Founded with an endowment from a wealthy 18th century cloth and fabric merchant, the Teylers Museum is the oldest museum in the Netherlands, and walking into it feels like stepping back in time by 226 years.
The museum began as the “Cabinet of Curiosities” of Pieter Teyler van der Hulst, and remains housed in his former home. Opened to the public in 1784, it is still lit only by daylight. Items are displayed in beautiful glass cases and bell jars.
Teyler was an influential merchant and academic in Haarlem, Netherlands. His society had separate groups for the study of religion, science and art, each of which had five “caretakers” in charge of that department. The museum continued to attract influential caretakers through the early 1900s and Hendrik Lorenz, a famous theoretical physicist, was the director of research from 1910 til 1928.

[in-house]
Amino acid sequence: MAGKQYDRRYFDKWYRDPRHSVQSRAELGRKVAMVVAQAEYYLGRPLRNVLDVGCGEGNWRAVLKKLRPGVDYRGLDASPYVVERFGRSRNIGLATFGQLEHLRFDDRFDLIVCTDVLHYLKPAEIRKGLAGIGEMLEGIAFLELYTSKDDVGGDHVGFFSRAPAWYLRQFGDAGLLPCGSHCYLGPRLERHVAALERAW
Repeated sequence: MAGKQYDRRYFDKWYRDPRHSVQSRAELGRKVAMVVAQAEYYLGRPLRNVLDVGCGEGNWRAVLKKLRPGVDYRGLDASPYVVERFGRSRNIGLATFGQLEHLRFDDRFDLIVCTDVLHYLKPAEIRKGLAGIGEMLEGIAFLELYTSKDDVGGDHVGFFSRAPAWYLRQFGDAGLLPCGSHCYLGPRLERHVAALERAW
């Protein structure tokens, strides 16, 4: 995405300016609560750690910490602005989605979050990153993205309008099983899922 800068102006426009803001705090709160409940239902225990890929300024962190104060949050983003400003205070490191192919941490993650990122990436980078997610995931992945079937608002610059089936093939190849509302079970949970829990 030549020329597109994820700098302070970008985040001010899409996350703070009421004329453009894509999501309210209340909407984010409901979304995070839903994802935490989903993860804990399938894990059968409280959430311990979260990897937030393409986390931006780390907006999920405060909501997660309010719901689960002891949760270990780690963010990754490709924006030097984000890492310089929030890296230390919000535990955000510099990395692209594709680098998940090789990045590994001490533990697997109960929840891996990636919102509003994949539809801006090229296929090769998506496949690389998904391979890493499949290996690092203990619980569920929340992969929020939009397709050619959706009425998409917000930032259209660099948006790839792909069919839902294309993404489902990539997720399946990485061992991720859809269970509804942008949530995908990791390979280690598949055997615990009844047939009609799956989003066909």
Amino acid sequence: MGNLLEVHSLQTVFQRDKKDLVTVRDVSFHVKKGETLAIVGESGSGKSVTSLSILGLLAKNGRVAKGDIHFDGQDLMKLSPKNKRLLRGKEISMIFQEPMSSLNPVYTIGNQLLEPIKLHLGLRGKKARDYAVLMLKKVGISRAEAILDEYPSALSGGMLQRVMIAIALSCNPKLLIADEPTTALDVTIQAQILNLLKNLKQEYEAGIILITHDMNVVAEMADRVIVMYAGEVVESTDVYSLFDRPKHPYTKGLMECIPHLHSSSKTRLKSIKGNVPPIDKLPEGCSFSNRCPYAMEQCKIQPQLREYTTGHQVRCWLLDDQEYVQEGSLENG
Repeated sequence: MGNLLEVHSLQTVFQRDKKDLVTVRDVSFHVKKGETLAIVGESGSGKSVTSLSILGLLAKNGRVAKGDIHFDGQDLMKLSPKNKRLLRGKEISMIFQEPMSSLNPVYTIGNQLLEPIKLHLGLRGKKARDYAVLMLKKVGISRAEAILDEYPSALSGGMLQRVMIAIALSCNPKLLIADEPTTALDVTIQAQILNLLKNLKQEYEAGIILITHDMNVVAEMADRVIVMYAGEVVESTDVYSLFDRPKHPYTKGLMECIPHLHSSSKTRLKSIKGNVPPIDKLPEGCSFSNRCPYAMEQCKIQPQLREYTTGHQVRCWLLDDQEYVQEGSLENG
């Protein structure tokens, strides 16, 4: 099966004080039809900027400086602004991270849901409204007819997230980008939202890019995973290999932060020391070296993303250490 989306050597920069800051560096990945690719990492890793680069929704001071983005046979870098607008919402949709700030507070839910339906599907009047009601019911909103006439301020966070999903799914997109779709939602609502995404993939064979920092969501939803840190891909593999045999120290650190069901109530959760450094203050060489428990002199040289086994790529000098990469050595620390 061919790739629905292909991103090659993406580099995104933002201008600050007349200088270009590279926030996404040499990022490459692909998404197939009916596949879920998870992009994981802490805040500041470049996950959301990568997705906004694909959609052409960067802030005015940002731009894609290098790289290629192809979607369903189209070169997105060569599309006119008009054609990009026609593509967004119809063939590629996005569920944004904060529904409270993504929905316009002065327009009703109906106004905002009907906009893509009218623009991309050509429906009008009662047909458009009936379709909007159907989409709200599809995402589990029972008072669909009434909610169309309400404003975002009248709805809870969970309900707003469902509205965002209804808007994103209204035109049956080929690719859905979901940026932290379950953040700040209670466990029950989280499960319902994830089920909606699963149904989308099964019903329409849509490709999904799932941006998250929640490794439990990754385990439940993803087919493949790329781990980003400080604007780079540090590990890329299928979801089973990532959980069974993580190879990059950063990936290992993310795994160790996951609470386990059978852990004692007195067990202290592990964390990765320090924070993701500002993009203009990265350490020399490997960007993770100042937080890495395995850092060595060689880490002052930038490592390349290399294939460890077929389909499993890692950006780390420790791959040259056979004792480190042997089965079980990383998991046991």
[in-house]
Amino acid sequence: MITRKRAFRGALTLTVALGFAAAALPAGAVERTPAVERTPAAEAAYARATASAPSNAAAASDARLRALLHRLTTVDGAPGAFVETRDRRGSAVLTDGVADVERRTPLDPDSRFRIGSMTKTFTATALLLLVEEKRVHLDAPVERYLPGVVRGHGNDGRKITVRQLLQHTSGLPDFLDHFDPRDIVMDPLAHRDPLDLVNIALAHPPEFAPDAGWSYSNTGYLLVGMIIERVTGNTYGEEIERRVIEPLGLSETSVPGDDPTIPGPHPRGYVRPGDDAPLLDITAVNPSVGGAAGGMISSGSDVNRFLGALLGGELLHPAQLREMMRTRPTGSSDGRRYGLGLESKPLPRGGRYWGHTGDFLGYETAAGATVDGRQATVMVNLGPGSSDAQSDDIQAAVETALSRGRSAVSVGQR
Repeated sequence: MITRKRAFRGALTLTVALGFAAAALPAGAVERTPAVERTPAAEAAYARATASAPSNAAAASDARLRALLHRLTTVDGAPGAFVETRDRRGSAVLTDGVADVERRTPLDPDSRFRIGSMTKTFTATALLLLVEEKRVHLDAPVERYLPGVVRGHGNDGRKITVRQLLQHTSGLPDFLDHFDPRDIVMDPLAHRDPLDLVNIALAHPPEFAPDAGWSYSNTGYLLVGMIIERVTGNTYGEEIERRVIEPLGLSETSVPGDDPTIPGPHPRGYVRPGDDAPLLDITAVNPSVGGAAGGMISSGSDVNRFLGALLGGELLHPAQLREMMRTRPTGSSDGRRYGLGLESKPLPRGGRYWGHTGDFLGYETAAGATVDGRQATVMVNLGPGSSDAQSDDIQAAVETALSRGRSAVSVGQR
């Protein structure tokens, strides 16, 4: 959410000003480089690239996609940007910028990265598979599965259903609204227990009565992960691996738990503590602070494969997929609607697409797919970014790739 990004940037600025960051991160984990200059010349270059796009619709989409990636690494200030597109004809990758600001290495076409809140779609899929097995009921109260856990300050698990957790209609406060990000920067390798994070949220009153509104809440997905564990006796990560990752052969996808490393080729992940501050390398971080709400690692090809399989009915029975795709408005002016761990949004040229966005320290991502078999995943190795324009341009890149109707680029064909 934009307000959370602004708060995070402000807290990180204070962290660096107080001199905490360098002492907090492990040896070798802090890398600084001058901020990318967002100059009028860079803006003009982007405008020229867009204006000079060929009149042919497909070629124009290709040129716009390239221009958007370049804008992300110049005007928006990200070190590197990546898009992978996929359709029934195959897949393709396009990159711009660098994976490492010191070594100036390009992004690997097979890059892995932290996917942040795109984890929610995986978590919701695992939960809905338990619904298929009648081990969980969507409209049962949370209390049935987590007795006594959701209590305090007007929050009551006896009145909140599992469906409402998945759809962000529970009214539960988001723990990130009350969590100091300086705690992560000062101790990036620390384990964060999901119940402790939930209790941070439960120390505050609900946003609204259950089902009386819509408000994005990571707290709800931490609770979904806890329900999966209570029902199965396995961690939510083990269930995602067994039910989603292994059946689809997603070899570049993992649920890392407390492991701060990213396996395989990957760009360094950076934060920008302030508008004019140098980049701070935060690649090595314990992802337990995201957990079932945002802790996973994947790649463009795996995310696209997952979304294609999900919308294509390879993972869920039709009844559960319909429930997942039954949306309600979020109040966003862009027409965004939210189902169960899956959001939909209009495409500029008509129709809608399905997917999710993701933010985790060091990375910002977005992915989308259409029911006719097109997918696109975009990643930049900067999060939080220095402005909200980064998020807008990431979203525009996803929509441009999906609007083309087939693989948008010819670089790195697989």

From fossils to coins, the museum boasts a broad collection of “naturalia and artificialia, fossils and telescopes, optical toys and comparative telegraph cables, automata and minerals, models and bird eggs, paintings and scientific glassware-all housed beneath lofty sculpted and glass-vaulted ceilings.” Started as a Cabinet of Curiosities, the museum today continues to delight and bring out the curiosity in its modern day visitors.
The Teylers Museum also collaborates with the Guislain Museum in Gent, Belgium, on rotating exhibitions. Currently, the Teylers Museum hosts a exhibit exploring the tension between faith and science, and the influence of Darwin.
Don’t miss the The Kaiser Panorama, “an enormous, automated stereoscopic viewer with multiple viewers and rotating slides.”